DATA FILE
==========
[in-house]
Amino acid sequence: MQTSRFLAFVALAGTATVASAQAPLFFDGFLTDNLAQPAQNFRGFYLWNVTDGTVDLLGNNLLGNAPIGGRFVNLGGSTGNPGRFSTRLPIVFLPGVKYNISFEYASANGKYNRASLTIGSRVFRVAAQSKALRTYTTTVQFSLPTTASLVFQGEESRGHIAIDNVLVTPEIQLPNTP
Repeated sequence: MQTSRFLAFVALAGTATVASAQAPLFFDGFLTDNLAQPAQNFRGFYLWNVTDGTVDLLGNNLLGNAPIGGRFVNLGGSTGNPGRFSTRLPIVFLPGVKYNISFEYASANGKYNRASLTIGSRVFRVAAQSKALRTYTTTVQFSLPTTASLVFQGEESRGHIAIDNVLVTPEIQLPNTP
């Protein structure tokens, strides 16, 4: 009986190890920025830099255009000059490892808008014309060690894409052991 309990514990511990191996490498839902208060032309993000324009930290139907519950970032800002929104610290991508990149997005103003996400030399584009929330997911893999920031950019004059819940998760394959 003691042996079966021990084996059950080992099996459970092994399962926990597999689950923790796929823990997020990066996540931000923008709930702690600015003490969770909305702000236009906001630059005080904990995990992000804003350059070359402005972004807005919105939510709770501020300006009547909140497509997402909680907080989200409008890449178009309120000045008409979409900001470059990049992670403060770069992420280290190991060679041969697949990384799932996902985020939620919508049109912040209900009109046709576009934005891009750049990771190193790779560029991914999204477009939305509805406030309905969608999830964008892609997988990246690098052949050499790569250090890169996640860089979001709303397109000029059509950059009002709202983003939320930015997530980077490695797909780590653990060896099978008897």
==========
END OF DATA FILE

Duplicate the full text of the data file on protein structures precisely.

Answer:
[in-house]
Amino acid sequence: MQTSRFLAFVALAGTATVASAQAPLFFDGFLTDNLAQPAQNFRGFYLWNVTDGTVDLLGNNLLGNAPIGGRFVNLGGSTGNPGRFSTRLPIVFLPGVKYNISFEYASANGKYNRASLTIGSRVFRVAAQSKALRTYTTTVQFSLPTTASLVFQGEESRGHIAIDNVLVTPEIQLPNTP
Repeated sequence: MQTSRFLAFVALAGTATVASAQAPLFFDGFLTDNLAQPAQNFRGFYLWNVTDGTVDLLGNNLLGNAPIGGRFVNLGGSTGNPGRFSTRLPIVFLPGVKYNISFEYASANGKYNRASLTIGSRVFRVAAQSKALRTYTTTVQFSLPTTASLVFQGEESRGHIAIDNVLVTPEIQLPNTP
């Protein structure tokens, strides 16, 4: 009986190890920025830099255009000059490892808008014309060690894409052991 309990514990511990191996490498839902208060032309993000324009930290139907519950970032800002929104610290991508990149997005103003996400030399584009929330997911893999920031950019004059819940998760394959 003691042996079966021990084996059950080992099996459970092994399962926990597999689950923790796929823990997020990066996540931000923008709930702690600015003490969770909305702000236009906001630059005080904990995990992000804003350059070359402005972004807005919105939510709770501020300006009547909140497509997402909680907080989200409008890449178009309120000045008409979409900001470059990049992670403060770069992420280290190991060679041969697949990384799932996902985020939620919508049109912040209900009109046709576009934005891009750049990771190193790779560029991914999204477009939305509805406030309905969608999830964008892609997988990246690098052949050499790569250090890169996640860089979001709303397109000029059509950059009002709202983003939320930015997530980077490695797909780590653990060896099978008897």